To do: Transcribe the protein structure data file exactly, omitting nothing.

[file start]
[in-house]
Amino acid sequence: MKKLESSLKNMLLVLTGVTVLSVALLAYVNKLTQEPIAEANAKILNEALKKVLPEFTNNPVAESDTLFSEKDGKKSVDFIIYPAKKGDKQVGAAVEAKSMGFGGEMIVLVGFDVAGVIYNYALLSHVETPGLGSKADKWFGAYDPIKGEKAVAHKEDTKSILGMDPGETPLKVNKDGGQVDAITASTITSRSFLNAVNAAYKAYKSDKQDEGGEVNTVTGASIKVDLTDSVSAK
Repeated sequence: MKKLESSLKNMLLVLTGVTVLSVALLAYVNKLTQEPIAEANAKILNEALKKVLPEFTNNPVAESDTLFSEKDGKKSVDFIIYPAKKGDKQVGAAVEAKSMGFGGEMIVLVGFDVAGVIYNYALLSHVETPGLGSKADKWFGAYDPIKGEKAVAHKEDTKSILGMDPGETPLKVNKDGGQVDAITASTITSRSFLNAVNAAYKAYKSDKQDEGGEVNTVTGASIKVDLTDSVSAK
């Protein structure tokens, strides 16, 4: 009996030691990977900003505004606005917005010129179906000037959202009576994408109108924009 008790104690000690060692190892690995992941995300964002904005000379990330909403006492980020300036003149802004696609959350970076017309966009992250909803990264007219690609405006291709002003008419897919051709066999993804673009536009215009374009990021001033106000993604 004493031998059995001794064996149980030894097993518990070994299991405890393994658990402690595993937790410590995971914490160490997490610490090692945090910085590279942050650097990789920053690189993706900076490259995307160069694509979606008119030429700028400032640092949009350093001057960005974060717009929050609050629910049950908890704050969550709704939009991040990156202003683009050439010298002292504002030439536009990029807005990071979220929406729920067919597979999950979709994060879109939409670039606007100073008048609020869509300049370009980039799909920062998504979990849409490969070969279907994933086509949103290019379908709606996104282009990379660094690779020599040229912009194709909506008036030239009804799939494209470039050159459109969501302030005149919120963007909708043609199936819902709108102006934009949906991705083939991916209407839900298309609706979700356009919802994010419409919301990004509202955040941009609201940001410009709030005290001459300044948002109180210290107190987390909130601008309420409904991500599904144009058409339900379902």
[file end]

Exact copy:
[in-house]
Amino acid sequence: MKKLESSLKNMLLVLTGVTVLSVALLAYVNKLTQEPIAEANAKILNEALKKVLPEFTNNPVAESDTLFSEKDGKKSVDFIIYPAKKGDKQVGAAVEAKSMGFGGEMIVLVGFDVAGVIYNYALLSHVETPGLGSKADKWFGAYDPIKGEKAVAHKEDTKSILGMDPGETPLKVNKDGGQVDAITASTITSRSFLNAVNAAYKAYKSDKQDEGGEVNTVTGASIKVDLTDSVSAK
Repeated sequence: MKKLESSLKNMLLVLTGVTVLSVALLAYVNKLTQEPIAEANAKILNEALKKVLPEFTNNPVAESDTLFSEKDGKKSVDFIIYPAKKGDKQVGAAVEAKSMGFGGEMIVLVGFDVAGVIYNYALLSHVETPGLGSKADKWFGAYDPIKGEKAVAHKEDTKSILGMDPGETPLKVNKDGGQVDAITASTITSRSFLNAVNAAYKAYKSDKQDEGGEVNTVTGASIKVDLTDSVSAK
């Protein structure tokens, strides 16, 4: 009996030691990977900003505004606005917005010129179906000037959202009576994408109108924009 008790104690000690060692190892690995992941995300964002904005000379990330909403006492980020300036003149802004696609959350970076017309966009992250909803990264007219690609405006291709002003008419897919051709066999993804673009536009215009374009990021001033106000993604 004493031998059995001794064996149980030894097993518990070994299991405890393994658990402690595993937790410590995971914490160490997490610490090692945090910085590279942050650097990789920053690189993706900076490259995307160069694509979606008119030429700028400032640092949009350093001057960005974060717009929050609050629910049950908890704050969550709704939009991040990156202003683009050439010298002292504002030439536009990029807005990071979220929406729920067919597979999950979709994060879109939409670039606007100073008048609020869509300049370009980039799909920062998504979990849409490969070969279907994933086509949103290019379908709606996104282009990379660094690779020599040229912009194709909506008036030239009804799939494209470039050159459109969501302030005149919120963007909708043609199936819902709108102006934009949906991705083939991916209407839900298309609706979700356009919802994010419409919301990004509202955040941009609201940001410009709030005290001459300044948002109180210290107190987390909130601008309420409904991500599904144009058409339900379902």